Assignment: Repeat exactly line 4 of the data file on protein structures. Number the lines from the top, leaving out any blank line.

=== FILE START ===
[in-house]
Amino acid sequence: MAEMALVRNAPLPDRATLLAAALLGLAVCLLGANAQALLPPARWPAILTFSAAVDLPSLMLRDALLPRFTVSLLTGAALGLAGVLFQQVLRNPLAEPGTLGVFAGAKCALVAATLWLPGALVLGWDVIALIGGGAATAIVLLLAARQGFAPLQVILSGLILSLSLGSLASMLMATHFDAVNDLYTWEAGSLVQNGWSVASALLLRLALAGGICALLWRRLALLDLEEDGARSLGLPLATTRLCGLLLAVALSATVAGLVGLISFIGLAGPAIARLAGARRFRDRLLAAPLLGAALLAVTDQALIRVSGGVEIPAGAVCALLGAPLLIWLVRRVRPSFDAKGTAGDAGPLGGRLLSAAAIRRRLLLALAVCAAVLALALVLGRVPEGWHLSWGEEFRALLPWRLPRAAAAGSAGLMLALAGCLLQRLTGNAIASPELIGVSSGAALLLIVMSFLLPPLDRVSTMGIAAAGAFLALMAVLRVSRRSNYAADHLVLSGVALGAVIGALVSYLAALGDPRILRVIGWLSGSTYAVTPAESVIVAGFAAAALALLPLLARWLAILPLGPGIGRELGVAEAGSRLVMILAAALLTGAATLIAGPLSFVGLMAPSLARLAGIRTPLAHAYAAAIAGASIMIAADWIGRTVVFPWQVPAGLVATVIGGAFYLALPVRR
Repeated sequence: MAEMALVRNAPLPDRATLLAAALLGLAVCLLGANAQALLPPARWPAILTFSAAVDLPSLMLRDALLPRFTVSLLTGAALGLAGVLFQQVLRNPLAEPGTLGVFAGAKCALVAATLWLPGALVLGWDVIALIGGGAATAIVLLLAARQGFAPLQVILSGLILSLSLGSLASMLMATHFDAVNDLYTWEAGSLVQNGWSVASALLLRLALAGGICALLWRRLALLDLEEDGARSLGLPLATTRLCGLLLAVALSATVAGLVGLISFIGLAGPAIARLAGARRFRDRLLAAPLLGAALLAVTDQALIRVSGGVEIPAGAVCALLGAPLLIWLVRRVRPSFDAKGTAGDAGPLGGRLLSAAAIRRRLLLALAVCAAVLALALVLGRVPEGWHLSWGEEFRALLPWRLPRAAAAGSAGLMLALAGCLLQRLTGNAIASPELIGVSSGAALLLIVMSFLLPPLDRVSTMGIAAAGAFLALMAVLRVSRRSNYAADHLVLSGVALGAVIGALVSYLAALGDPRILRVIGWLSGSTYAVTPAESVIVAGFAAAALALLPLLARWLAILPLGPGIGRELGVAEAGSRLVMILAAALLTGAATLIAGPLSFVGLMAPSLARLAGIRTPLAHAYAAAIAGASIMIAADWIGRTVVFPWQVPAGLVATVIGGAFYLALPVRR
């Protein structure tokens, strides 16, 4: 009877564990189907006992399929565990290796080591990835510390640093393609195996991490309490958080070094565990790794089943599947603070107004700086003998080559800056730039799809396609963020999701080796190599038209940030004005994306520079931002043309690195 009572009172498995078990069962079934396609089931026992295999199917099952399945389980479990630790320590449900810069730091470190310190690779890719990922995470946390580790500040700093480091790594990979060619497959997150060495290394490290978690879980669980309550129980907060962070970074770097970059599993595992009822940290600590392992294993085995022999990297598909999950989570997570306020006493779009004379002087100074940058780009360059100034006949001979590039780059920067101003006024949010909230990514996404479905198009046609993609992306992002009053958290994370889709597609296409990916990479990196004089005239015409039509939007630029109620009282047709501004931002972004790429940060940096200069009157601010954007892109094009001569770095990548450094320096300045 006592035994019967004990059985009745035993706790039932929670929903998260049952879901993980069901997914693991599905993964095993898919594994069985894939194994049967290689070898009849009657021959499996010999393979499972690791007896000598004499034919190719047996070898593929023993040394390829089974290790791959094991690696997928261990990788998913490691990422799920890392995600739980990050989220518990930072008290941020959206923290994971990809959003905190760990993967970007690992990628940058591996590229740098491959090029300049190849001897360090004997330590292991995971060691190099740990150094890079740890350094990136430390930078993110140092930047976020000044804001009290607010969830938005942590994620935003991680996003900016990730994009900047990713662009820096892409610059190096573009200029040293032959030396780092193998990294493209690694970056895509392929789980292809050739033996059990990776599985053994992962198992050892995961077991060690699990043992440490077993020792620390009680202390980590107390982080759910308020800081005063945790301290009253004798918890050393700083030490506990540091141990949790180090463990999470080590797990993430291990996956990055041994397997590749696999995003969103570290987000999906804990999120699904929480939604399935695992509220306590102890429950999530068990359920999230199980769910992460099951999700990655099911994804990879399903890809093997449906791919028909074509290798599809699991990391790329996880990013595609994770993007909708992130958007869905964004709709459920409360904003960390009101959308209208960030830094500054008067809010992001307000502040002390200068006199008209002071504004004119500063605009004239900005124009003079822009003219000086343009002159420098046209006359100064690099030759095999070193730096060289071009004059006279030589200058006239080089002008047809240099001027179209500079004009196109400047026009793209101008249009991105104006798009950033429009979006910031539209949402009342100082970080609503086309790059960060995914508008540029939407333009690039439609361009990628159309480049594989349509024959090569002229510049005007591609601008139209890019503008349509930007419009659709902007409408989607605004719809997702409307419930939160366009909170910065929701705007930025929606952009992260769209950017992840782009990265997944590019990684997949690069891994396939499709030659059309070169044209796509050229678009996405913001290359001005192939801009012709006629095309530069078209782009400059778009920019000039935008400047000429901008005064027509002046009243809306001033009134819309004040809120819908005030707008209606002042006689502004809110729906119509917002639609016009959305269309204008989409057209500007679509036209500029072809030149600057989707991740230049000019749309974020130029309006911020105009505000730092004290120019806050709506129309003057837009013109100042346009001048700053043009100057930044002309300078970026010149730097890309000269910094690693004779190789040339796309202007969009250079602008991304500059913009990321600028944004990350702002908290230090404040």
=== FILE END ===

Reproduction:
């Protein structure tokens, strides 16, 4: 009877564990189907006992399929565990290796080591990835510390640093393609195996991490309490958080070094565990790794089943599947603070107004700086003998080559800056730039799809396609963020999701080796190599038209940030004005994306520079931002043309690195 009572009172498995078990069962079934396609089931026992295999199917099952399945389980479990630790320590449900810069730091470190310190690779890719990922995470946390580790500040700093480091790594990979060619497959997150060495290394490290978690879980669980309550129980907060962070970074770097970059599993595992009822940290600590392992294993085995022999990297598909999950989570997570306020006493779009004379002087100074940058780009360059100034006949001979590039780059920067101003006024949010909230990514996404479905198009046609993609992306992002009053958290994370889709597609296409990916990479990196004089005239015409039509939007630029109620009282047709501004931002972004790429940060940096200069009157601010954007892109094009001569770095990548450094320096300045 006592035994019967004990059985009745035993706790039932929670929903998260049952879901993980069901997914693991599905993964095993898919594994069985894939194994049967290689070898009849009657021959499996010999393979499972690791007896000598004499034919190719047996070898593929023993040394390829089974290790791959094991690696997928261990990788998913490691990422799920890392995600739980990050989220518990930072008290941020959206923290994971990809959003905190760990993967970007690992990628940058591996590229740098491959090029300049190849001897360090004997330590292991995971060691190099740990150094890079740890350094990136430390930078993110140092930047976020000044804001009290607010969830938005942590994620935003991680996003900016990730994009900047990713662009820096892409610059190096573009200029040293032959030396780092193998990294493209690694970056895509392929789980292809050739033996059990990776599985053994992962198992050892995961077991060690699990043992440490077993020792620390009680202390980590107390982080759910308020800081005063945790301290009253004798918890050393700083030490506990540091141990949790180090463990999470080590797990993430291990996956990055041994397997590749696999995003969103570290987000999906804990999120699904929480939604399935695992509220306590102890429950999530068990359920999230199980769910992460099951999700990655099911994804990879399903890809093997449906791919028909074509290798599809699991990391790329996880990013595609994770993007909708992130958007869905964004709709459920409360904003960390009101959308209208960030830094500054008067809010992001307000502040002390200068006199008209002071504004004119500063605009004239900005124009003079822009003219000086343009002159420098046209006359100064690099030759095999070193730096060289071009004059006279030589200058006239080089002008047809240099001027179209500079004009196109400047026009793209101008249009991105104006798009950033429009979006910031539209949402009342100082970080609503086309790059960060995914508008540029939407333009690039439609361009990628159309480049594989349509024959090569002229510049005007591609601008139209890019503008349509930007419009659709902007409408989607605004719809997702409307419930939160366009909170910065929701705007930025929606952009992260769209950017992840782009990265997944590019990684997949690069891994396939499709030659059309070169044209796509050229678009996405913001290359001005192939801009012709006629095309530069078209782009400059778009920019000039935008400047000429901008005064027509002046009243809306001033009134819309004040809120819908005030707008209606002042006689502004809110729906119509917002639609016009959305269309204008989409057209500007679509036209500029072809030149600057989707991740230049000019749309974020130029309006911020105009505000730092004290120019806050709506129309003057837009013109100042346009001048700053043009100057930044002309300078970026010149730097890309000269910094690693004779190789040339796309202007969009250079602008991304500059913009990321600028944004990350702002908290230090404040």